When used as a soil fumigant, methyl bromide gas is usually injected into the soil at a depth of 12 to 24 inches before a crop is planted. This will effectively sterilize the soil, killing the vast majority of soil organisms. Immediately after the methyl bromide is injected, the soil is covered with plastic tarps, which slow the movement of methyl bromide from the soil to the atmosphere. Additional methyl bromide is emitted to the atmosphere at the end of the fumigation when the tarps are removed. When an entire field is fumigated, the tarps are removed 24 to 72 hours later, as can be the case in strawberry production in California. However, with row (or bed) fumigation, as is the case with tomato production in Florida, the traps are left on for the entire growing season, some 60 to 120 days. About 50 to 95% of the methyl bromide injected in to the soil can eventually enter the atmosphere. In the United States, strawberries (18% of U.S. total) and tomatoes (23% of U.S. total) are the crops which use the most methyl bromide, consuming about 7,000 tons (14,000,000 pounds) annually. Other crops which use this pesticide as a soil fumigant include tobacco, peppers, grapes, and nut and vine crops.
When used as a commodity treatment, methyl bromide gas is injected into a chamber or under a tarp containing the commodities. About 80 to 95% of the methyl bromide used for a typical commodity treatment eventually enters the atmosphere. Commodities which use this material as part of a post-harvest pest control regime include grapes, raisins, cherries, nuts, and imported materials. Some commodities are treated multiple times during both storage and shipment. Commodities may be treated with methyl bromide as part of a quarantine or phytosanitary requirement of an importing country (these uses are exempt from the phase out). For example, the United States requires that all grapes imported from Chile and all brassware from India be treated with methyl bromide before entering U.S. commerce. Japan requires that all U.S. cherries and apples be treated with methyl bromide as a condition of import. In the U.S., the amount of methyl bromide used for quarantine purposes is small, less than 1% of total used, but with significant economic linkage to international trade and resource protection.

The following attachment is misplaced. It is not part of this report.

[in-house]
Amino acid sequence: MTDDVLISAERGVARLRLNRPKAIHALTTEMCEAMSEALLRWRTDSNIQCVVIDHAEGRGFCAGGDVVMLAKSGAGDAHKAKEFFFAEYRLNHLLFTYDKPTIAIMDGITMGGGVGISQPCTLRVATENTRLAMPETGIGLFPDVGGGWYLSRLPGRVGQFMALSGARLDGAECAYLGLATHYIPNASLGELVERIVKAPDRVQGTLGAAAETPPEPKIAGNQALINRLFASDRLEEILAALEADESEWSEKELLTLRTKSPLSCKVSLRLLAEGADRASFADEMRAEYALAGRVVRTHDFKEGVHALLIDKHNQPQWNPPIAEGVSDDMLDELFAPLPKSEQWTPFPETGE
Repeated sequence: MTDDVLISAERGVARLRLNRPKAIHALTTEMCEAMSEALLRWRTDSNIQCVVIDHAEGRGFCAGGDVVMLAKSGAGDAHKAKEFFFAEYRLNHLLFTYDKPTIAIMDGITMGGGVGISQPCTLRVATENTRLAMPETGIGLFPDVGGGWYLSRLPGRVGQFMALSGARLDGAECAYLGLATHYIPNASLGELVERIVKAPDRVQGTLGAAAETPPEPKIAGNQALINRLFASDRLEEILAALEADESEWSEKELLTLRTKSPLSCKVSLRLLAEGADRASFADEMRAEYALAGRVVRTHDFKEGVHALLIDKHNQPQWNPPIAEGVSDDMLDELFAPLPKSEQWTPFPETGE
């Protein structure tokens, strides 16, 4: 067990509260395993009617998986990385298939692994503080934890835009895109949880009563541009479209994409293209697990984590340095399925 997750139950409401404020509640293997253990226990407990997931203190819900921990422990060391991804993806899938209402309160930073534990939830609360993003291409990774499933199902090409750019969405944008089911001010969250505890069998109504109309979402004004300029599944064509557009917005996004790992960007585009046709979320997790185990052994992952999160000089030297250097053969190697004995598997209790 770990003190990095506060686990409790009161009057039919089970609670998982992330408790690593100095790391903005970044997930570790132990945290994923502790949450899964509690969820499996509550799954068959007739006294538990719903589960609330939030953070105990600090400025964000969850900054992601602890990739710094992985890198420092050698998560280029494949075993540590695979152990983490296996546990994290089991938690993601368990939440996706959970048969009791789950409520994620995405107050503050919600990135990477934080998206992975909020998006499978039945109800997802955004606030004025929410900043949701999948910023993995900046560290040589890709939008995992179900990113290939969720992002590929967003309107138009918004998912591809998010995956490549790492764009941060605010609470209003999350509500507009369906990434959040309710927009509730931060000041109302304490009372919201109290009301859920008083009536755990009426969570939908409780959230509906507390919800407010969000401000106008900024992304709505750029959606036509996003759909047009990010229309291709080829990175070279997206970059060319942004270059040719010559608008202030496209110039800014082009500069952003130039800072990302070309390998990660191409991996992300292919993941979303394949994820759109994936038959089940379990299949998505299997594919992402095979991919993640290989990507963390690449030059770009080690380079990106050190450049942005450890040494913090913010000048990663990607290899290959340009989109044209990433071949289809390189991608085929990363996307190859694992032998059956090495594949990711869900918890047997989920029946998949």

A structural pest control treatment with methyl bromide gas involves the fumigation of buildings for termites, warehouses and food processing facilities for insects and rodents, aircraft for rodents, and ships (as well as other transportation vehicles) for various pests. Well over 90% of the methyl bromide used in these operations eventually reaches the atmosphere.